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FB wheel studs

Old 10-07-09, 10:58 AM
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FB wheel studs

I run a Pro-7 car (82 FB) and found wrestling with the factory lugstuds to be painful, considering how often we pull wheels.
I bought a set of Gorilla 77737XL 12mmx1.5 - 2.25 inches in length studs and also use 12x1.5 bulge, open, 17mm nuts (I specified these in case other are looking for the specs). The car must run stock rotors (4x110) in either small or large bearing. We are not allowed any updating to -SE or later years.

I have compared my studs with others in my group and they are all identical. Frankly, the studs and their engagement in the rotor would cause Carroll Smith to roll over in his grave.
After seeing one of my friend's cars lose a wheel at the track it's evident that while these things might work on a street car (a big if) they are not properly designed for a race car.
The stud has only about 13mm of thread before the shoulder. The rotor has approximately 20mm of threads. This is unacceptable.

Most of us (not me as I abhor the spacers available) run spacers which moves the wheel far enough away from hub for it to lose hub centricity.
I think the issue with my friends car was that he had no hub centricity and because 0.5" spacers are hard to find, he runs 2 spacers. The clamp up loads may not be high enough on all surfaces for the wheel to stay put, the stud moves off perpendicular and simply pulls out of thread engagement.

I think a proper stud (for spacers) would be 20mm thread, have a 13mm shoulder for the spacer and then have threads for lug nut engagement.. I looked, but no one makes this size.
A really proper solution would be an adapter, but I don't think one could be made strong enough in the 0.5" allowed by the rules.
I don't think you can get a hubcentric spacer as there is not enough room to play with in the 0.5" unless you machined the rotor snout down. I change rotors much too often for that to work and then what about the rear?

What do you guys run (in Pro-7 or SRX7 or similar)? What's your experience?

Last edited by BossBill; 10-07-09 at 11:00 AM. Reason: spell
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Old 10-07-09, 11:59 PM
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My IT7/ITA Rx7 has always run after market wheel studs and I have never had an issue. In fact all of the IT RX7's I am familar with in this area use some from of a stud and I have not seen a failure on the track.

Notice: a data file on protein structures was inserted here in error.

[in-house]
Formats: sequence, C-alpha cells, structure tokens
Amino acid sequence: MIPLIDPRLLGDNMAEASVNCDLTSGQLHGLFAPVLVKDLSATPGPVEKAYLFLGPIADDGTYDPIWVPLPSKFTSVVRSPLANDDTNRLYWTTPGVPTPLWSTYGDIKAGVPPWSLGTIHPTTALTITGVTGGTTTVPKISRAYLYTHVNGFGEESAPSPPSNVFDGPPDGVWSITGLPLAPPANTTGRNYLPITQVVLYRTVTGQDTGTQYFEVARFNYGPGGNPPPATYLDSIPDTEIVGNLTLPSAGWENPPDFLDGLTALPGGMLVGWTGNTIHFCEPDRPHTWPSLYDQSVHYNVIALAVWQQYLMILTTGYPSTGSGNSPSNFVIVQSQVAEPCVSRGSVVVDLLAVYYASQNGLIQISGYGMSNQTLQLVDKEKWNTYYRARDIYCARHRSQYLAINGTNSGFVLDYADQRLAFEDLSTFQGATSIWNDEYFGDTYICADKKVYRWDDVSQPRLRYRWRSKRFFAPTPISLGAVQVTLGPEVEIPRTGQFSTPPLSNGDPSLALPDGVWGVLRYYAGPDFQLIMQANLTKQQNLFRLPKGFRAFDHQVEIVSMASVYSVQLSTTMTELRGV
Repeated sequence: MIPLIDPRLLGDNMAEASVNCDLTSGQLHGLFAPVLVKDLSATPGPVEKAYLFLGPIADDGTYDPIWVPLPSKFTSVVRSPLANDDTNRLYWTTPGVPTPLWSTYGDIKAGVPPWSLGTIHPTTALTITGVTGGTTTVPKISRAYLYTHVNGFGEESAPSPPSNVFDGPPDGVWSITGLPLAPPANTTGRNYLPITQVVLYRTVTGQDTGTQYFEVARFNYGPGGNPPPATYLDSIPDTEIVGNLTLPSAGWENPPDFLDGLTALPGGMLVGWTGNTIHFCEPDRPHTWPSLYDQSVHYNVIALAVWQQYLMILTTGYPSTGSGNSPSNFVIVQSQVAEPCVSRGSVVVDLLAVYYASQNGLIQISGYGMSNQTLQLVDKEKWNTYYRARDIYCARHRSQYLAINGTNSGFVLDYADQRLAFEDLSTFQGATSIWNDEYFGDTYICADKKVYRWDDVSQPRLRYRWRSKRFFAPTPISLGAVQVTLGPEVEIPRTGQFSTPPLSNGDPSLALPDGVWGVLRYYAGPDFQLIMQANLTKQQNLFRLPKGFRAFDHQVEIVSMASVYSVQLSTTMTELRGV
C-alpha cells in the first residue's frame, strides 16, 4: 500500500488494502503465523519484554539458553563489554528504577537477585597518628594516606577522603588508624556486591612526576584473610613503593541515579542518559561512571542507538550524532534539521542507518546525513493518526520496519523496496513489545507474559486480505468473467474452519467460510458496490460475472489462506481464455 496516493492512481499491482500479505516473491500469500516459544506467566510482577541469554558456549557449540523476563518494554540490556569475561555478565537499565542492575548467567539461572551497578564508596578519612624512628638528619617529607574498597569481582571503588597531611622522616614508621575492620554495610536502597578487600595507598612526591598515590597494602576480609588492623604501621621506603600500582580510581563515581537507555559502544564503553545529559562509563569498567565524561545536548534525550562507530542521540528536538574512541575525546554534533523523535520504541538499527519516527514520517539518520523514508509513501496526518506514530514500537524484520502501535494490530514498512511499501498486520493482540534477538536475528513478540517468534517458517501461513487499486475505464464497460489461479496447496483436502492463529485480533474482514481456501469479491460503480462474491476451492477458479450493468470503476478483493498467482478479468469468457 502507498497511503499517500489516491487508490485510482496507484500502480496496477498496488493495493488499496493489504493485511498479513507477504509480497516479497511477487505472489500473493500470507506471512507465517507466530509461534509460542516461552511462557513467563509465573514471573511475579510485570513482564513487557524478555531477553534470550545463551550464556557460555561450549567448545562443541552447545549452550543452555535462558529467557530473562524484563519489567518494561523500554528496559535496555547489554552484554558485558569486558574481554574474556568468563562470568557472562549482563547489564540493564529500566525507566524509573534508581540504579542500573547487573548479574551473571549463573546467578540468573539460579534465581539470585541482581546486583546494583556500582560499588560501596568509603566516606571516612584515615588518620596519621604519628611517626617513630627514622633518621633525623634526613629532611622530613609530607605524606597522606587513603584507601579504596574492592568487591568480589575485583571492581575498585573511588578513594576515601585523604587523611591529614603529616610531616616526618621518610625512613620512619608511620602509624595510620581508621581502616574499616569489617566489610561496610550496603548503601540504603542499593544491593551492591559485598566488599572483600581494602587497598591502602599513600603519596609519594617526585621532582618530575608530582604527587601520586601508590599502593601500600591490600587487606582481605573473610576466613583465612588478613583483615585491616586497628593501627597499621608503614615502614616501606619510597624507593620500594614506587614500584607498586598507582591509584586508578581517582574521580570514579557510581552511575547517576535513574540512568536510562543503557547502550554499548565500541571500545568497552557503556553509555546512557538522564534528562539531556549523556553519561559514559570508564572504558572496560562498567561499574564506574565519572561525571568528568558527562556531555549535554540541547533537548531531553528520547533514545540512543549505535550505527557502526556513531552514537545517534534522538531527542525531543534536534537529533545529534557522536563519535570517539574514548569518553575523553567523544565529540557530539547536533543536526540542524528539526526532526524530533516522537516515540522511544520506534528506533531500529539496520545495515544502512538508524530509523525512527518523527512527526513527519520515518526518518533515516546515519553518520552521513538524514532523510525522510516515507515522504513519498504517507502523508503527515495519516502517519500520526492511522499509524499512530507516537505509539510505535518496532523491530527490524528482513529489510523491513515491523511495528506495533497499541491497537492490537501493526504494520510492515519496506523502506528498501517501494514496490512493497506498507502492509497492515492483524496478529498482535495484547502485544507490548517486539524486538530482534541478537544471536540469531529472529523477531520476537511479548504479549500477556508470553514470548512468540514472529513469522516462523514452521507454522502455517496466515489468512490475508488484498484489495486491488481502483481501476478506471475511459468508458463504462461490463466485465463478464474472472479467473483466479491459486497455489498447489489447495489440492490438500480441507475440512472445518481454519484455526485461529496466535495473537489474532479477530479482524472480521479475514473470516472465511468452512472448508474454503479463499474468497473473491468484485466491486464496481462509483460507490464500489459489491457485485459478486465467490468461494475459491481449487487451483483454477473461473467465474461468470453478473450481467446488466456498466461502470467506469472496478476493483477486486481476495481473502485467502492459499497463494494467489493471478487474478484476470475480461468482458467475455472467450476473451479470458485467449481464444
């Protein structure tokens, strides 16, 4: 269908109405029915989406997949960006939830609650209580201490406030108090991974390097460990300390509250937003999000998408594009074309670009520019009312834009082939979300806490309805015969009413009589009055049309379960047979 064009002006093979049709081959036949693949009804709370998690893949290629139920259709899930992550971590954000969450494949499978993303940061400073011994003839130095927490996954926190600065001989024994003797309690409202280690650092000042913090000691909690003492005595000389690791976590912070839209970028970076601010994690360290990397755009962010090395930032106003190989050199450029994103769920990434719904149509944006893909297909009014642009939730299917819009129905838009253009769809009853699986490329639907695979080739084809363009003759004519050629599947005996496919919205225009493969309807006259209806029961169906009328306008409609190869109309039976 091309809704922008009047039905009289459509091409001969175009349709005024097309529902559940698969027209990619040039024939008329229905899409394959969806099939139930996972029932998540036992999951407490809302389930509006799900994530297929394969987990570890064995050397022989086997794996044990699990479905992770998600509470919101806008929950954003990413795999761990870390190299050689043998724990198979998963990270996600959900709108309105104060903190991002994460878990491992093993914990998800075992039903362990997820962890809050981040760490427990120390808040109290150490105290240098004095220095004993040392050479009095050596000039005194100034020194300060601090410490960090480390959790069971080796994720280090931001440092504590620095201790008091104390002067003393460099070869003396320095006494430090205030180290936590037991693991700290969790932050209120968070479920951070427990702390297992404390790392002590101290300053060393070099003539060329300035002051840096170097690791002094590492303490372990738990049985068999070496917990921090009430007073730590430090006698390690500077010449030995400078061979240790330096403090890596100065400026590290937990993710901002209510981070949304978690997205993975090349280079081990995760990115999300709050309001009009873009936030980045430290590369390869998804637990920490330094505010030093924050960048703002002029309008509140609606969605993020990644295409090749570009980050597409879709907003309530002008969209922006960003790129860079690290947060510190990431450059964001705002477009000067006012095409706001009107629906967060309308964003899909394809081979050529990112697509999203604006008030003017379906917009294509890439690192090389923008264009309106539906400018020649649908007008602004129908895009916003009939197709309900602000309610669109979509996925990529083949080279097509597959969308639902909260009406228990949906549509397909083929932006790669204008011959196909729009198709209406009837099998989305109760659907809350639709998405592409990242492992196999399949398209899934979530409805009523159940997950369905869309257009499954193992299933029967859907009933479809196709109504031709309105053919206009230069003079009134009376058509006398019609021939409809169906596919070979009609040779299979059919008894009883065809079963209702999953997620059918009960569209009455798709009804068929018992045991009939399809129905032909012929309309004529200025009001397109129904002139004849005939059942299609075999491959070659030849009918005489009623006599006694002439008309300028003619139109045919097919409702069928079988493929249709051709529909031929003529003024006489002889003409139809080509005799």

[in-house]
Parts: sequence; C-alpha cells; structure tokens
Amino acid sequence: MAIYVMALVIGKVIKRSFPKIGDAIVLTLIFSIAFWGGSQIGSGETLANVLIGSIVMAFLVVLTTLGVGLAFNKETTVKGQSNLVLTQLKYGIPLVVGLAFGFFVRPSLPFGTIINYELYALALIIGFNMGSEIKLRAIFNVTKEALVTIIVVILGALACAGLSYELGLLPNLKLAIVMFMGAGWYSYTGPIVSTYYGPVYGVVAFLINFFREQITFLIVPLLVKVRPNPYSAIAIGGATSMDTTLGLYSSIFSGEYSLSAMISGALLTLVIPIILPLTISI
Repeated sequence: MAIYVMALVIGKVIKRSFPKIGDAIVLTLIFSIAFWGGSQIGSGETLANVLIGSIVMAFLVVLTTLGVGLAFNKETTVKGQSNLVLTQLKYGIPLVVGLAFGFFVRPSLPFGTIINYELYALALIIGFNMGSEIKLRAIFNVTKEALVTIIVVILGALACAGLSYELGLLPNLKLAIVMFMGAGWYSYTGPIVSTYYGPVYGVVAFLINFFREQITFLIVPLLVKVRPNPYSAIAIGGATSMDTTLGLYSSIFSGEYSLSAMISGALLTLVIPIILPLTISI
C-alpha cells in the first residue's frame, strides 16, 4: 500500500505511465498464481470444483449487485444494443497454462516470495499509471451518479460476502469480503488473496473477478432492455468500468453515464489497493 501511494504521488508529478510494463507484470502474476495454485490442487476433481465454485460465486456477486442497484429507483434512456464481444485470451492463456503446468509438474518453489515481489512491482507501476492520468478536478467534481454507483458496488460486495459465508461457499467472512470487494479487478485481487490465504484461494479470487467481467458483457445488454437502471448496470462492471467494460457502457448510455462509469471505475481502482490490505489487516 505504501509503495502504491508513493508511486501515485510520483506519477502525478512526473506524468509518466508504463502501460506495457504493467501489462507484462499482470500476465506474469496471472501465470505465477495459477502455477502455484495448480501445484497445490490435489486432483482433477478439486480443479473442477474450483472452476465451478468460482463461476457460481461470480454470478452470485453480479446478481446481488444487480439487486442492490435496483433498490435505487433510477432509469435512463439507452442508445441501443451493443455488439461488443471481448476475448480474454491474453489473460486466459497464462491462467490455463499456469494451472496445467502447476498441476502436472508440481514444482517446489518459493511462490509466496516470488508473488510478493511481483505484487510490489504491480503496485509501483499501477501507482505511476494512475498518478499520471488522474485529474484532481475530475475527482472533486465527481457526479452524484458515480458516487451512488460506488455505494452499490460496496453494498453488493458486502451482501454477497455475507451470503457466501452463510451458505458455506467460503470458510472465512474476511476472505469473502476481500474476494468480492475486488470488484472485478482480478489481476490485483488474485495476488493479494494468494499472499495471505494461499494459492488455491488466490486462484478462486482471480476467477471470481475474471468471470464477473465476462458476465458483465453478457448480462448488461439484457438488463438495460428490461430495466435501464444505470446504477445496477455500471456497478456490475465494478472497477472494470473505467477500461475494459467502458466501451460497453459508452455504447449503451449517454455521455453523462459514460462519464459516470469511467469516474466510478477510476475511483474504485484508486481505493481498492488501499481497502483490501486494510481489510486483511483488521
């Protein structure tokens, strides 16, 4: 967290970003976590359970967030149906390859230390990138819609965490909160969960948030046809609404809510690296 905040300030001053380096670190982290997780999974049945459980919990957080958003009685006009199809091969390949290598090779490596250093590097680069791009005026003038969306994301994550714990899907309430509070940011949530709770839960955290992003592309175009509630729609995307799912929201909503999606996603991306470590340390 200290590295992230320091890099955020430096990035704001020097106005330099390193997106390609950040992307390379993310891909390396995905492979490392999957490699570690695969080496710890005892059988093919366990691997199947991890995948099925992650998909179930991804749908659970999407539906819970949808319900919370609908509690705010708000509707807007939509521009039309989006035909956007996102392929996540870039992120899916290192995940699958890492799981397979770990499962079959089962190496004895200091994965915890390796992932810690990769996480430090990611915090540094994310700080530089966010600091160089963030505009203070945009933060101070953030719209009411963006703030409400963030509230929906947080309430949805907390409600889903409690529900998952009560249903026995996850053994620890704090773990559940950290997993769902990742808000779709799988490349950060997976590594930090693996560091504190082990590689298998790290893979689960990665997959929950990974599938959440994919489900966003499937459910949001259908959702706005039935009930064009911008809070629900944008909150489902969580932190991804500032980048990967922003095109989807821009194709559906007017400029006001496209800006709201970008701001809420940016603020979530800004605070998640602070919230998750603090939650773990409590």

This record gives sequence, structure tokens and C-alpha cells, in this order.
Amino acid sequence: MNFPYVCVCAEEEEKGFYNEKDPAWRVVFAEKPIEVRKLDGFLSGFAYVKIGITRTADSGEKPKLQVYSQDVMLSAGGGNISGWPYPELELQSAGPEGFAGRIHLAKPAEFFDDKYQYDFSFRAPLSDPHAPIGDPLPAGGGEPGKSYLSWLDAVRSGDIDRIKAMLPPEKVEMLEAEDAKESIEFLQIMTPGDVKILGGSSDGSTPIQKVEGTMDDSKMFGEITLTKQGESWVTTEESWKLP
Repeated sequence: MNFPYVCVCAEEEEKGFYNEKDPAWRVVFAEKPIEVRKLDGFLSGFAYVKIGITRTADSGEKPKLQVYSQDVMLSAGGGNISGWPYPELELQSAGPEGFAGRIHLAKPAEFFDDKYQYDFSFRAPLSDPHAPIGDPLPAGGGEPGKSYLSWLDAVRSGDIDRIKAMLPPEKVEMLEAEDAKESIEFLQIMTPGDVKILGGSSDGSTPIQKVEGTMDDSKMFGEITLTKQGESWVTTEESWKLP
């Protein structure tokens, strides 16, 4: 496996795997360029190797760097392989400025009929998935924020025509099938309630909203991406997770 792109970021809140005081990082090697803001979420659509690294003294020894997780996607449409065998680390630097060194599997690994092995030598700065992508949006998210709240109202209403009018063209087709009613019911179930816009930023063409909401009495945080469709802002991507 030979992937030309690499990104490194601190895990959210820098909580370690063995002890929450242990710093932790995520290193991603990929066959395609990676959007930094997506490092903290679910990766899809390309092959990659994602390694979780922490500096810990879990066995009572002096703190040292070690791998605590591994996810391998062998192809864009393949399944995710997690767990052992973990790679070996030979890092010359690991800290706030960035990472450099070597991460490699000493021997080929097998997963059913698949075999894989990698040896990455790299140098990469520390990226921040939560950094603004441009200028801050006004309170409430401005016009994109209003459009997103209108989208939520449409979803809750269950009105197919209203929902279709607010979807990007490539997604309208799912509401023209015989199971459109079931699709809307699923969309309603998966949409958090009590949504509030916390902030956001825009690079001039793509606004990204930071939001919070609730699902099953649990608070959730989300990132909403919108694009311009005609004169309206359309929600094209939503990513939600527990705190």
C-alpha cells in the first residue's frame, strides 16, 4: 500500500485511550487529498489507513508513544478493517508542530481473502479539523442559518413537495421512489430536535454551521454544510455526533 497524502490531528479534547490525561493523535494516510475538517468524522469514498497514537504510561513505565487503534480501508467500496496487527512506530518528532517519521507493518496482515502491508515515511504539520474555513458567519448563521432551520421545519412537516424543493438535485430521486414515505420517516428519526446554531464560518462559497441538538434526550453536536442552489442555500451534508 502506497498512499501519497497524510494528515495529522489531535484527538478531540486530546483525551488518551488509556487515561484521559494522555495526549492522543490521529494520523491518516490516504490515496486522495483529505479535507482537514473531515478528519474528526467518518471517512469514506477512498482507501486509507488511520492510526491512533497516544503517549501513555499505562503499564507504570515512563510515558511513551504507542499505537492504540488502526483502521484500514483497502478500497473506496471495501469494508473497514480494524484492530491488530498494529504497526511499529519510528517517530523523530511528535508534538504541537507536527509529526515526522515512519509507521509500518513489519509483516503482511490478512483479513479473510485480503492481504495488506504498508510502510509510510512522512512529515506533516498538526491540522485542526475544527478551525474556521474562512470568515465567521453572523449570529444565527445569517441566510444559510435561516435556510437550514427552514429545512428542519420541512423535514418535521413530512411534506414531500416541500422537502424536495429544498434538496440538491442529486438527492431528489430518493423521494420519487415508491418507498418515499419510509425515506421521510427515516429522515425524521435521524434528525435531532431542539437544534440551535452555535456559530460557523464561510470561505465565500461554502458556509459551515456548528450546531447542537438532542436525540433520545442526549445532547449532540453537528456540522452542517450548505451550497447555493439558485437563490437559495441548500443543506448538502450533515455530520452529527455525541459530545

For quite awhile I used studs from Mazdatrix/Racing Beat and they are okay, just a little short. Since I wanted to use spacers to play with track settings I switched to longer studs. I went to Bildon - www.bildon.com - and bought these hardened racing studs in 75mm length:

http://www.bildon.com/catalog/Detail...10&SubNav=none

Very nice - the hex is well machined and there is plenty so thread in the rotor. The tappered nose makes wheel service a breeze and help avoid cross threading when you are in a hurry. They also have a shoulder for spacer/wheel alignment

I have also used these racing studs in 60mm length:

http://www.bildon.com/catalog/Detail...10&SubNav=none

They work fine but the material is not as hard and the hexes were not as well machined.

Regarding the thread depth of 13mm. Since this is slightly greater than the diameter of the fastner there is enough thread engagement. Keep in mind that the studs Bildon sells are primarily for IT VW's and BMW's that are heavier than our RX7's. Bildon races what they sell too.

I install my studs with red loctite and check them periodically for tightness. I change rotors often - the Hawk Blue pads kill them - so the studs are serviced often as well.

I have seen ARP studs pressed into FB rotors - ISC was selling a pair of them last year. But that seems like allot of work for a part that has a short life span.

On the rear I have used screw in studs - again with no issues. I did have make a "repair" on one axle that had a striped lug hole so I used ARP 12mm 1.5 press in studs. I will eventually apply the same repair to the other axle.
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Old 10-08-09, 02:31 PM
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Good feedback, Scott.